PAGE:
Refreshing snacks: Po Pia Pak Sod Gai Ya and Cha Nom Yen

On a hot and sweaty day (hello Summer!), I finally made a second visit to Khao San Road.

I start with the po pia and a cha nom yen – Thai iced tea. The po pia are fresh rolls filled with home-made chicken sausage, lettuce, carrots, mint leaves, and Thai basil. A tamarind-garlic sauce topped with peanuts and Thai coriander is on the side for dipping. The chicken sausage is springy and the vegetables serve to give a nice crunch and faint sweetness to the roll. Fresh and tasty, this is a light way to start your meal.

Accompanying my starter was the Thai iced tea. Infused with Thai spices, this is a sweet and creamy drink made with condensed milk. The tea they use is strong – almost herbal – and it reminds me of my mother’s Ceylon tea that she loves so much. Not so light, but delicious and cooling. I sipped it happily, reminded of visits to Malaysia.

Gra bong are squash fritters made of deep-fried squash with red curry paste, shrimp paste, lemongrass and eggs. Like the onion bhaji, a lot of people seem to love this. Also like the onion bhaji, I am not one of those lovers. They’re crispy, a little chewy, a little sweet, and a little bit spiced. By all reasoning, this should be a dish I’d really enjoy, but I’m very ho-hum on it. Still, these are nice with flavours of cumin and lemongrass coming through. The tamarind and cane sugar sauce for dipping is excellent.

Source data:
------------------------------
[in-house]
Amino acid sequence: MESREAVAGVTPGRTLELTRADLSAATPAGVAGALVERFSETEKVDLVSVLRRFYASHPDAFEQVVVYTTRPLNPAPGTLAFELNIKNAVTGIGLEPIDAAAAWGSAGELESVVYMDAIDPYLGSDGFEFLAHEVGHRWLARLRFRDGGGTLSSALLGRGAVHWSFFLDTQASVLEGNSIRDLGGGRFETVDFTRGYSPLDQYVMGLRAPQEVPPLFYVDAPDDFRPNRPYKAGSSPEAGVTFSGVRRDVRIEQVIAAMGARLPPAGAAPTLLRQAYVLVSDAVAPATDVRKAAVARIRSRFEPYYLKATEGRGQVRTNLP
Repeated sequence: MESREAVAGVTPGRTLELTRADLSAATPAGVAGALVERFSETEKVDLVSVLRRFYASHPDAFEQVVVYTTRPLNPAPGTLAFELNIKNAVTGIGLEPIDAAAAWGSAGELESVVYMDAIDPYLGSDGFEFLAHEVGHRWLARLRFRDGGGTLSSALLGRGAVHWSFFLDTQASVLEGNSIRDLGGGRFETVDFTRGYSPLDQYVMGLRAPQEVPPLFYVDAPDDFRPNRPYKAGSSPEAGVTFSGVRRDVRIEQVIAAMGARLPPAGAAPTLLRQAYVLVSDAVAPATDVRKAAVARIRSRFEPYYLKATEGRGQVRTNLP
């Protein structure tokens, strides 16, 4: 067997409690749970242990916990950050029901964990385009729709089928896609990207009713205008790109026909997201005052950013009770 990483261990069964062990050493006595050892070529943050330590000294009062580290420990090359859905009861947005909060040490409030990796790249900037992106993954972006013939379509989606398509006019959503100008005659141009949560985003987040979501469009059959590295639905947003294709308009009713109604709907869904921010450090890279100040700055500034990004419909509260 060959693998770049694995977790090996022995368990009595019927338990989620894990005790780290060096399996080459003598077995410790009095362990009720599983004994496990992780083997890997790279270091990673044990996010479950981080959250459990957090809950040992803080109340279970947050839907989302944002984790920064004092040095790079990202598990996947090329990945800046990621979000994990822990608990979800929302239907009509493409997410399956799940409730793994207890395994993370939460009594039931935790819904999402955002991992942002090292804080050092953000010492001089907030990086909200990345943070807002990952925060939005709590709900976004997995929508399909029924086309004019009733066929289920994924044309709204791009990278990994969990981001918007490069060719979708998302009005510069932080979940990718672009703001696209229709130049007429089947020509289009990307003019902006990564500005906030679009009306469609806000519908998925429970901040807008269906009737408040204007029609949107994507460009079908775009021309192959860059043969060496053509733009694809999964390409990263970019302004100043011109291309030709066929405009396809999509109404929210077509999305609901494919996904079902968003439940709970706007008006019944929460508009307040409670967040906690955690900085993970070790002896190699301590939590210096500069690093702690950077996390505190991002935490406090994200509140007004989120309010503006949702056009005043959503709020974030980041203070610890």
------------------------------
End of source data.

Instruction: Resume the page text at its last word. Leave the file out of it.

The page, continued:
The khao soi is tender braised beef with egg noodles in a coconut milk curry. Piled on top are crispy noodles and green onion, then finished with a squeeze of lime. This soupy-creamy mix of noodles is definitely a favourite. The egg noodles were perfectly cooked and mixing the crispy noodles with the chewy ones made for a nice textural play. The beef wasn’t as meltingly soft as I’ve previously had, but it was still tender. The freshness of the green onion really makes for a nice biting contrast with all the coconut and spice. Good stuff.

According to the menu, Gaeng Massaman is the only Thai curry with a twist of tamarind sauce and cooked with onions, peanuts, potatoes, and bay leaves. And more onions. And topped with crispy deep fried shallots. Roasted peanuts strewn throughout, giving the curry a nice toasty flavour and crunch. It’s a good dish and highly recommended by many, but I don’t feel the same excitement as when I eat a bowl of khao soi. This is a filling dish with the potatoes and the side of rice – I felt like I could do with just either/or.

Street pad thai – the “authentic” pad thai. I really enjoy the flavours of this dish – spicy, sweet and a dash of sour. The chicken pieces were tender, the noodles chewy, and things were just a bit saucy. I’m always happy to eat a whole plate of this – except when I’d just eaten half a bowl of khao soi. And some po pia. And was still working on some iced tea. Still, I tried.

It was clear when I started lunch that I was going to be taking some things home. So I added some sa koo ma prao with my pile of left-overs. Now, I’m a big fan of tapioca and coconut, so this cool, sweet, and creamy dessert really works for me. I like that they mix it in some threads of young coconut flesh in there. The only thing they could do to make it even better in my eyes, is if they’d add some palm sugar to it.

Overall my visits to Khao San Road were solid. I found the flavours to be nuanced, dishes well-prepared, and everything had that air of authenticity to it. A casual spot in Toronto for some good Thai.

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More at Khao San Road

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